Further reading:

Whitehead, M. R. and Peakall, R. (2014) Pollinator specificity drives strong prepollination reproductive isolation in sympatric sexually deceptive orchids. Evolution 68: 1561–1575. doi: 10.1111/evo.12382

Rod Peakall and Michael R. Whitehead (2014) Floral odour chemistry defines species boundaries and underpins strong reproductive isolation in sexually deceptive orchids Annals of Botany 113 (2): 341-355 first published online September 19, 2013 doi:10.1093/aob/mct199

Die Selfish Gene, Die.

I was recently asked by a friend for my opinion on David Dobbs’ piece “Die Selfish Gene, Die.” The article spins a yarn on why Richard Dawkins’ “Selfish Gene” thesis is sunk and the battle for updating it with a new theory of “genetic accommodation”.

It has attracted much attention as a great piece of science writing popularising the battle for a paradigm shift in genetics and evolution. Unfortunately its inaccurate and a bit too puffed up on its own bravado. My brief statement is below, however Jerry Coyne, Richard Dawkins and PZ Myers provide a more thorough commentary.

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Dobbs’ article describes a battle of two straw men. 

The term “genetic accommodation” is a new one to me, but the description of it sounds like phenotypic plasticity together with pleiotropy and epigenetics in a fancy jacket, but maybe we needed a word for that. Nonetheless, contrasting it with the selfish gene hypothesis is a false dichotomy. The messy truth for many traits lies somewhere in between, where the convoluted cascade of genetic-epigenetic-genetic interactions involved in “expression” will face selection as soon as its resultant phenotype hits the environment.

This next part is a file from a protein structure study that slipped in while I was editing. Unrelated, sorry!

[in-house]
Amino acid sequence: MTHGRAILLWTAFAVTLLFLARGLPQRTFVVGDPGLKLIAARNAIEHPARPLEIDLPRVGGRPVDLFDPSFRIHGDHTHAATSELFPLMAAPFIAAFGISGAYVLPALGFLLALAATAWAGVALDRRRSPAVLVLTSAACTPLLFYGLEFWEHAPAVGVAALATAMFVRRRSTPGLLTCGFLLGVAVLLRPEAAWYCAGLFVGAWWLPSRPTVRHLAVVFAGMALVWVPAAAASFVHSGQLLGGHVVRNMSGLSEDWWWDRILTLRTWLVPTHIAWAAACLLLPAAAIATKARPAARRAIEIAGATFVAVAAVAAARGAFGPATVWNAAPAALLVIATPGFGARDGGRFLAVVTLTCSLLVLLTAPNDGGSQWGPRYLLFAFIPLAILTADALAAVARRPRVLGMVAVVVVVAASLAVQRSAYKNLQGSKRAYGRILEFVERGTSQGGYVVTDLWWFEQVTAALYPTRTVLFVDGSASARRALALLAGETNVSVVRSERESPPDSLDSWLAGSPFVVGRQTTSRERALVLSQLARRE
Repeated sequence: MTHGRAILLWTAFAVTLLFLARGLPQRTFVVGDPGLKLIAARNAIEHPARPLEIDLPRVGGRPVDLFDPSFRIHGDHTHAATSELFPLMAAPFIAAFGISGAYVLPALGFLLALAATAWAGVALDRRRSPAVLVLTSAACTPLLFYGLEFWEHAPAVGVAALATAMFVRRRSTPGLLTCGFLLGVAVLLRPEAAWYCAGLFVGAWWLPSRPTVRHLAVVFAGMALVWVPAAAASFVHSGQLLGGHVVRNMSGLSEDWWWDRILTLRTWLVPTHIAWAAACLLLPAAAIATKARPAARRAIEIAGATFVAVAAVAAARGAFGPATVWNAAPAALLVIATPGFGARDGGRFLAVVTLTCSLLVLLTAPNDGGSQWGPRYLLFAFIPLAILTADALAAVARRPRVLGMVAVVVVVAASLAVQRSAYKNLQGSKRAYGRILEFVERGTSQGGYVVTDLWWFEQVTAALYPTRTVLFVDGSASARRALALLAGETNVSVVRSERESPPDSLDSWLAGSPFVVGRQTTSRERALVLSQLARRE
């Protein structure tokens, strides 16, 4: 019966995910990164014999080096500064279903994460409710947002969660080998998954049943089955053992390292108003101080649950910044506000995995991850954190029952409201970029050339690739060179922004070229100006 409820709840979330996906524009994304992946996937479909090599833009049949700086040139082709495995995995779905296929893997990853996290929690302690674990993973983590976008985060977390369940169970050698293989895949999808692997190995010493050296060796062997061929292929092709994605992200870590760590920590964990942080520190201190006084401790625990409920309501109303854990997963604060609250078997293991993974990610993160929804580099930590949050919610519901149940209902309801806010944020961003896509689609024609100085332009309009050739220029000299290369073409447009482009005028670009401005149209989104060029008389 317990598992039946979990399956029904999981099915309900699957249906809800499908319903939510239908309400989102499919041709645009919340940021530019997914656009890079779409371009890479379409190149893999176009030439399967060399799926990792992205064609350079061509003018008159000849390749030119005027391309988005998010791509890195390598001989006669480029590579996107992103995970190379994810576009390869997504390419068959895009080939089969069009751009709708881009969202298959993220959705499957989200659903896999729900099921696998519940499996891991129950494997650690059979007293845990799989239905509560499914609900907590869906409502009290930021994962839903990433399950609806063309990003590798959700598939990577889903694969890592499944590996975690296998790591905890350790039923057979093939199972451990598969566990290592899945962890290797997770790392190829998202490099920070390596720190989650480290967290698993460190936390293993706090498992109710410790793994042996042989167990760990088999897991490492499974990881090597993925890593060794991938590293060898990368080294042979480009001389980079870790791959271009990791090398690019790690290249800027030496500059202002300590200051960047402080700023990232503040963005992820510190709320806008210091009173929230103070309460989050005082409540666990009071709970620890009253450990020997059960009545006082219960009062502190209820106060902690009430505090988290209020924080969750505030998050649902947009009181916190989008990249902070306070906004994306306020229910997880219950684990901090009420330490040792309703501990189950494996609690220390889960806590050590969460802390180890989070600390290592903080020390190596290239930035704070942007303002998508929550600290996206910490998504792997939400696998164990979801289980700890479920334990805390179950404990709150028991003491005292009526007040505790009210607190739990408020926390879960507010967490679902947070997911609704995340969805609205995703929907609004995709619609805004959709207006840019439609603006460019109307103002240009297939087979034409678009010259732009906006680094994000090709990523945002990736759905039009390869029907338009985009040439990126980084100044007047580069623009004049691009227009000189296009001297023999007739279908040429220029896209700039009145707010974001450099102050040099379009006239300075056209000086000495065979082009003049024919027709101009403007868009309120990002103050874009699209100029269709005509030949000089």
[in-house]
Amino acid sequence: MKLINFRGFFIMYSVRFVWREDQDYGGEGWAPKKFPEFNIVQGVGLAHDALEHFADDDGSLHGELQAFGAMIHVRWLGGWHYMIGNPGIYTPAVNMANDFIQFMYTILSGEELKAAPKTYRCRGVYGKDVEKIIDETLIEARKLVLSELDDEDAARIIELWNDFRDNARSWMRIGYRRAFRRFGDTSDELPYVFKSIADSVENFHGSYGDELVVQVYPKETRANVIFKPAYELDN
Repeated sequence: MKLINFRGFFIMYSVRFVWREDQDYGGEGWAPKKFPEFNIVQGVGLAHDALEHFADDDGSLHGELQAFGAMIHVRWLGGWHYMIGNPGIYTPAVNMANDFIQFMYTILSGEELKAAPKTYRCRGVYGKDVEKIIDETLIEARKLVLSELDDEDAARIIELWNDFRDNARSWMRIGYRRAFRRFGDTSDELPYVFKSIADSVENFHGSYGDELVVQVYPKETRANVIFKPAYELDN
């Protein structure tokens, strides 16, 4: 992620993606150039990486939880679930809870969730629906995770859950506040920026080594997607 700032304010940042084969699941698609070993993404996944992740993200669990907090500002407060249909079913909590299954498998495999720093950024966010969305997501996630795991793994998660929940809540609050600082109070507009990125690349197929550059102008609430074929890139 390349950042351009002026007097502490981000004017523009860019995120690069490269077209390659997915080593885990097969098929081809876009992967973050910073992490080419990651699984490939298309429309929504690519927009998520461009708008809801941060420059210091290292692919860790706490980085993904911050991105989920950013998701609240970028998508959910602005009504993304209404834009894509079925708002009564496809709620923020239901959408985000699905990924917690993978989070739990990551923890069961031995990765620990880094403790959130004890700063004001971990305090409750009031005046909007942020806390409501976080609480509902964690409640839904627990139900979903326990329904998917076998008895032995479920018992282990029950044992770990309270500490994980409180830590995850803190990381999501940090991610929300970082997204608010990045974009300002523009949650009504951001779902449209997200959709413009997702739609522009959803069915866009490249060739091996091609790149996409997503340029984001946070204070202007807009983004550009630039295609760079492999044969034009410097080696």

The complexity of gene expression via interactions between genes and epigenetics (non-DNA inheritance) is blowing a lot of our heads off right now. It’s chaotically complex in there. I think the article therefore makes a mistake in referring to “gene expression” as a singular process.

Work I saw presented by John Mattick from the Garvan Institute provides a good example. Gene expression in human neurons can be governed by the interaction of RNAs, binding to “non-coding” DNA and interacting in 3 dimensions with complex protein molecules. In other words, it starts with a gene, which makes an RNA. That RNA’s action depends on the interaction between its sequence and where it binds on the genome. The sequence of DNA to which it binds, governs how it binds; simple like a zip, or more complex and looped up. Along comes a protein molecule (encoded earlier, elsewhere, by another gene) and the molecular properties of that gargantuan tangle of amino acids determine how it interacts with that looped up bit of RNA stuck to the DNA. This binding provides but a step in some long chain of protein interactions in a biological pathway. 

This kind of combinatorial complexity of interactions provides huge plasticity of action for a single set of tools (the genome).

One could argue that the first step of environmental interaction of any gene is the “environment” of the genome and epigenome it inhabits. This could still be squared with the selfish gene thesis.